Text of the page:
Mary Cosgrove doesn’t let her age get in the way of her busy weekly schedule which includes bingo four nights a week, church meetings, attending mass and visiting the sick.
“I like being able to do a bit of good,” said the 95-year-old, who is a well-known figure in the Maguiresbridge community.
The Northern Ireland Statistics and Research Agency recently found that the population of over 85s has been increasing by around 900 people each year for the past decade.
Mary does not know why people are living longer, particularly since communities “were more self-sufficient in the past, there were no chemicals in the food” and there were less traffic accidents and people dying of cancer.
Reflecting on her life, she told The Impartial Reporter: “It’s sad that you are so near death. I am reasonably well for my age. I would like to be better but I have the sense to know you can’t turn the clock back.”
Born on March 3, 1922 at Tattenbar, Mary attended the Knocks school until she was 14. She then worked on the family farm and enjoyed knitting Aran jumpers in her spare time.
She married at 29 and moved to her new husband John’s farm at Colehill, Lisnaskea. She began working as a school cook, first in Corranny where she had “manys a laugh”, followed by St. Mary’s Primary School in Brookeborough where she worked from the age of 58 until she retired at 65.
“I asked to work on but they couldn’t let me because of insurance,” said Mary.
During her retirement years she moved to Maguiresbridge and began childminding for two families, becoming very attached to the children in her care.
“I’ve been at three of their weddings and one of the christenings. And the child was given the name Mary,” she explained.
“One of them went off to New Zealand and before he left he said: ‘I’m leaving you Mary.’ He invited me up to the house for a family meal – I haven’t got a postcard yet though,” she laughed.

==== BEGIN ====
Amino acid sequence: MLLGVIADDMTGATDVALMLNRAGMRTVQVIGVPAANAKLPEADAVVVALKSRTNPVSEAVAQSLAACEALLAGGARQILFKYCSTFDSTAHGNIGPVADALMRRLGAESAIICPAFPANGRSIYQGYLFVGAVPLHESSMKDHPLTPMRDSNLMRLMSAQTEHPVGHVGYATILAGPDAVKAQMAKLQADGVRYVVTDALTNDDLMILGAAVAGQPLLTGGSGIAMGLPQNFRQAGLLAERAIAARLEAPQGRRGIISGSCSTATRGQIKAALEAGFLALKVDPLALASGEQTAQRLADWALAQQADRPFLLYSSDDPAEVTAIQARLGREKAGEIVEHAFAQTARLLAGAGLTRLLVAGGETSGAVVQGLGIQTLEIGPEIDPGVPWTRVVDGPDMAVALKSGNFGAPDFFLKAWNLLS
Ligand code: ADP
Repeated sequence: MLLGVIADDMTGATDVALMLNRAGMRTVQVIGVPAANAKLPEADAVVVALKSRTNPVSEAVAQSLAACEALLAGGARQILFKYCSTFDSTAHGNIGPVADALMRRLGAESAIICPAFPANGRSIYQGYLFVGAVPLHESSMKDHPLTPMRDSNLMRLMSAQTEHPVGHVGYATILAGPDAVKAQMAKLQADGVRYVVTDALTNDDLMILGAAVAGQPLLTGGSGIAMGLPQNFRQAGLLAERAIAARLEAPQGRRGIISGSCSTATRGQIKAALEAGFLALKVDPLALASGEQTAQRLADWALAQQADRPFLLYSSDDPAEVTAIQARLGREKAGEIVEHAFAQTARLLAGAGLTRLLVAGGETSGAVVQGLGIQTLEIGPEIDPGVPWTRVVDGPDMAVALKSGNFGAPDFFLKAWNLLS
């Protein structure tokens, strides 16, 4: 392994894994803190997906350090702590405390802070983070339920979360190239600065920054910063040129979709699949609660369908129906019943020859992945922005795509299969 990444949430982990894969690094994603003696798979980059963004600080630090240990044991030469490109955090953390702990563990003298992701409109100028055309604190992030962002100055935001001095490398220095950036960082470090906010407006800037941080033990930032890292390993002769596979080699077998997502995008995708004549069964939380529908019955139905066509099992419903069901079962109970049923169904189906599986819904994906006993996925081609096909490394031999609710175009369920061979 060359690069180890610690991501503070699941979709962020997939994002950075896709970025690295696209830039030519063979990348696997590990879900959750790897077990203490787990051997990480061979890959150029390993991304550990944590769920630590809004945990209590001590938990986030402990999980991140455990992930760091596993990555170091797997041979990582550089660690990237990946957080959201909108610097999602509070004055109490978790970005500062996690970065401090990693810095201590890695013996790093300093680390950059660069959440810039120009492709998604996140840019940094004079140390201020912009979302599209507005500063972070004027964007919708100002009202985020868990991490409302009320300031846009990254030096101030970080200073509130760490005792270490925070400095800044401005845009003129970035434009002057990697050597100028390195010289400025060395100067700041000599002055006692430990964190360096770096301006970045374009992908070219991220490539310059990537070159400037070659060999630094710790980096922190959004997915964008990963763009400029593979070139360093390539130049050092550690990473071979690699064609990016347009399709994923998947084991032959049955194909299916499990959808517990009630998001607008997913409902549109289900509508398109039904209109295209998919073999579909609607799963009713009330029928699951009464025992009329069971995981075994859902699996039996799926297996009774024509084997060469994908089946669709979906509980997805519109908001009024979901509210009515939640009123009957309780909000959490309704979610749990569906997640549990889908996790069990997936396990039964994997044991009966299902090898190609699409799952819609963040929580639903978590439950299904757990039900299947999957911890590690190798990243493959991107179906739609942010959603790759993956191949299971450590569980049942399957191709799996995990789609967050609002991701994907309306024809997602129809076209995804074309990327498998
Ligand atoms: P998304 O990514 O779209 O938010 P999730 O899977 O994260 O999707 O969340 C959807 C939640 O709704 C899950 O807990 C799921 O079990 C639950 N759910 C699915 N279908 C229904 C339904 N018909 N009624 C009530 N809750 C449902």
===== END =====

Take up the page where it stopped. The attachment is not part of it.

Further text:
Living at home with her daughter Siobhan is a blessing for Mary, who quipped: “Some days I don’t know how she puts up with me!”
Losing her husband and siblings were “very sad” times but Mary took a lot of comfort from her faith.
“I wouldn’t get through life without God, holy water and Saint Anthony,” she commented.
“Our priests have great power and they are so good at visiting people, especially those on their death bed. It is a great joy for the families to know that their loved one is being helped into the next life,” she added, recounting her husband’s passing in hospital, an experience she described as “sad and peaceful.”
One of her greatest annoyances in life is that “young people don’t get the credit they deserve.”
“If they do something wrong, it’s in the papers or on TV but if they do something right, there’s not a word about it,” she said. “I was out walking and there was a gang of fellas who wouldn’t have a great name. One of them said: ‘Do you need help across the street Mrs. Cosgrove?’ and he walked out into the middle of the road and stopped the cars. I can’t forget that. But if he had shoved me off the footpath, it would have been in the papers.
“There’s an awful lot of good people out there and everyone is so good to me,” she said.
A number of recent falls and broken bones have upset Mary, who is “not as supple as I used to be.”
Outlining her experience of hospitals, she said she was annoyed to spend seven hours in the South West Acute Hospital Emergency Department getting various x-rays after breaking her wrist. “I had to ask for a cup of tea and it was cold,” said the 95-year-old. “I was sent to Dundonald for 10.15am on a Sunday and got a lift up with a family member,” Mary continued. “The hospitality there was unbelievable. I was met at the door with a wheelchair and there was not one of them that went past me that didn’t stop to talk to me – Enniskillen didn’t have the same hospitality,” she believes.
“I would voice my opinion,” Mary continued, “I inherited that from my father.”
“I had a good life – there were ups and downs but it has been good,” she added.
For 62 years, Mary has been a member of the Legion of Mary (where members participate in the life of the parish through visiting families and the sick in their homes and in hospitals.) She relinquished her role as officer when her hearing deteriorated which was a blow, but she still attends meetings and is often called upon for advice.
She was a keen bowler in her time, recalling: “I enjoyed it. It was inexpensive and fun.”
A regular at bingo in Newtownbutler, Derrylin, Tempo and Brookeborough each week, Mary commented: “It would be easier on the pocket if I cut back but God could cut me off anytime so I’ll keep going as long as I can.”
Her TV “is like someone in the corner” and she turns it up when her favourite programmes come on – the soaps, The Chase and Countdown.
Mary’s secret to long life is: “Hard work, make yourself as happy as you can, do as many good deeds as you can and forget about anyone who hurts you.”